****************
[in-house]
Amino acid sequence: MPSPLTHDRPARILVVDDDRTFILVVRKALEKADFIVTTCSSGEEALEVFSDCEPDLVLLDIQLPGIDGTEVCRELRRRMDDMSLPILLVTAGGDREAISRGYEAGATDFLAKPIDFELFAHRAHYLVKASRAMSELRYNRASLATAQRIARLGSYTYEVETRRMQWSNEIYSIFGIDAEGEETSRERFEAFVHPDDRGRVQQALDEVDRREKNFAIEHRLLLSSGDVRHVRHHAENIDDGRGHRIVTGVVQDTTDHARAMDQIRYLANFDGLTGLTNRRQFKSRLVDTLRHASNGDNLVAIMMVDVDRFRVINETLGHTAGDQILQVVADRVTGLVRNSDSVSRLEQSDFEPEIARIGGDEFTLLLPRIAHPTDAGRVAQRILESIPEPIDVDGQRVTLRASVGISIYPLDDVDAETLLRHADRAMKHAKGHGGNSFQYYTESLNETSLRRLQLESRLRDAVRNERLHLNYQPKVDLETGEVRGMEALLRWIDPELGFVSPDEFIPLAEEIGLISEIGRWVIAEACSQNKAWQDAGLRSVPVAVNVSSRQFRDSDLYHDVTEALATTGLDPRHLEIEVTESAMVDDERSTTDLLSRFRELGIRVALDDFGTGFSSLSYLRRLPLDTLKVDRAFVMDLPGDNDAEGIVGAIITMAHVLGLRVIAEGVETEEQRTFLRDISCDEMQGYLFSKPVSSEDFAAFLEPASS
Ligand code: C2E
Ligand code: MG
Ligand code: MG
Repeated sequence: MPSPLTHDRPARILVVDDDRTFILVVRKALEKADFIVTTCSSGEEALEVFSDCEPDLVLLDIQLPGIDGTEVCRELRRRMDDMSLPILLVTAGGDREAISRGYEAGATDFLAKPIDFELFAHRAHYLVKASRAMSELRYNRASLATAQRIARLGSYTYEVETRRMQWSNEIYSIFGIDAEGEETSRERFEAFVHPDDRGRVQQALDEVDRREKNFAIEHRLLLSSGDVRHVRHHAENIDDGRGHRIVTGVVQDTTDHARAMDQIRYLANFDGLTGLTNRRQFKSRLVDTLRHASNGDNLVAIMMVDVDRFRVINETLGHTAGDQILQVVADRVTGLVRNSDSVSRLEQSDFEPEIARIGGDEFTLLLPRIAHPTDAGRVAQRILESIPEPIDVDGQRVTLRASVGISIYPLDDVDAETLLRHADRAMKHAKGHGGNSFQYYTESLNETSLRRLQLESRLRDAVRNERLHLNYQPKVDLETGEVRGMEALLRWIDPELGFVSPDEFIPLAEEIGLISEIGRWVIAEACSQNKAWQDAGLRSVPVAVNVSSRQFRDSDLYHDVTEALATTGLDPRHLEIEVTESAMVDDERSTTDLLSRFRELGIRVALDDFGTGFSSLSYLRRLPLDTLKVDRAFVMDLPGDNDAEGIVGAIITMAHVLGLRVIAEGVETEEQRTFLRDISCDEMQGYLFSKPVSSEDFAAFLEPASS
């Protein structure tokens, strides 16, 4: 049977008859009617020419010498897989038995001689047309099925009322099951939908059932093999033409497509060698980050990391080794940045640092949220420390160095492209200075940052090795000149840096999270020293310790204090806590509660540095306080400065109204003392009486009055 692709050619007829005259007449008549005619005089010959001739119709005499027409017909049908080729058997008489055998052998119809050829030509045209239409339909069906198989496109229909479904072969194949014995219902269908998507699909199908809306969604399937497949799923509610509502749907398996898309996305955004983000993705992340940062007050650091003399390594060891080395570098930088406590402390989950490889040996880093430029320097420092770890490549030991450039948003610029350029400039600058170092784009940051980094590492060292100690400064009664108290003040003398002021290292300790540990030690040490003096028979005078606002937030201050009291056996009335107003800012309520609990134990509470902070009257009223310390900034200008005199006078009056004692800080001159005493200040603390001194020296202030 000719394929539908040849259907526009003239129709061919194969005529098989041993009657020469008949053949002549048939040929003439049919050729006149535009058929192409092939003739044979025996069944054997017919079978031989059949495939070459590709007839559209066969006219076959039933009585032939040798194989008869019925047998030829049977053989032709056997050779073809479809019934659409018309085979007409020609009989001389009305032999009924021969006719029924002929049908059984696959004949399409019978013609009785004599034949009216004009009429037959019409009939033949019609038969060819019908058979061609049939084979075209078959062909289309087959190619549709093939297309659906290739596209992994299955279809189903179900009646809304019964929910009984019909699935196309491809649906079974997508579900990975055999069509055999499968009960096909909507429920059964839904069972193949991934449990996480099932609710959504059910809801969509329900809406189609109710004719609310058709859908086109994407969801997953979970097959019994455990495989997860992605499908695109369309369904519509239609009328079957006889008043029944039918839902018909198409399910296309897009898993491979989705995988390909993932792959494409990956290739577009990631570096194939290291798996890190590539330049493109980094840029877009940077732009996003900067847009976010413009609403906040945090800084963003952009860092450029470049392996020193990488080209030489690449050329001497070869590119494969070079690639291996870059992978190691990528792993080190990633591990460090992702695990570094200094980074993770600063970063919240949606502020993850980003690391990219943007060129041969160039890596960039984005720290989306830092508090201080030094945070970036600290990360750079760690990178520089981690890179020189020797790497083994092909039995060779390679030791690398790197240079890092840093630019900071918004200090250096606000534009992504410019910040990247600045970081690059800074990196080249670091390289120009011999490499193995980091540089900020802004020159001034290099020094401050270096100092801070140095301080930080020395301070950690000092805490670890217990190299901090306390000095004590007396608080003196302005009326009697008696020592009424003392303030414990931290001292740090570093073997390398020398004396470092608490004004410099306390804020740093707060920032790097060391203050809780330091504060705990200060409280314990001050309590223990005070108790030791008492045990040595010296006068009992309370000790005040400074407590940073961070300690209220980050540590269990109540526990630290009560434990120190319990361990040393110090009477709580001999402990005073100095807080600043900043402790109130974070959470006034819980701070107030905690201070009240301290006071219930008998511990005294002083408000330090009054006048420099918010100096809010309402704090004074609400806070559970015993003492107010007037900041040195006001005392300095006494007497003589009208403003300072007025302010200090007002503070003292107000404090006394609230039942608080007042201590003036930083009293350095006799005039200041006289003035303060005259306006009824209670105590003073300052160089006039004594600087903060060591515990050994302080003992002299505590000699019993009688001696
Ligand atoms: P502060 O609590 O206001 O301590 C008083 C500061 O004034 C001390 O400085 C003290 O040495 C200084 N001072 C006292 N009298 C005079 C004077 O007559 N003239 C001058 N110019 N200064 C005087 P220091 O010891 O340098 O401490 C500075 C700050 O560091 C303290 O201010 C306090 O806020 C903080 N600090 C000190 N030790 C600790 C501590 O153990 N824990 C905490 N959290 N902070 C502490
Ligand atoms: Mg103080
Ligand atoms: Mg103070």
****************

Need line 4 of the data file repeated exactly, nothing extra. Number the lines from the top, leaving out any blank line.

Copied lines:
Ligand code: MG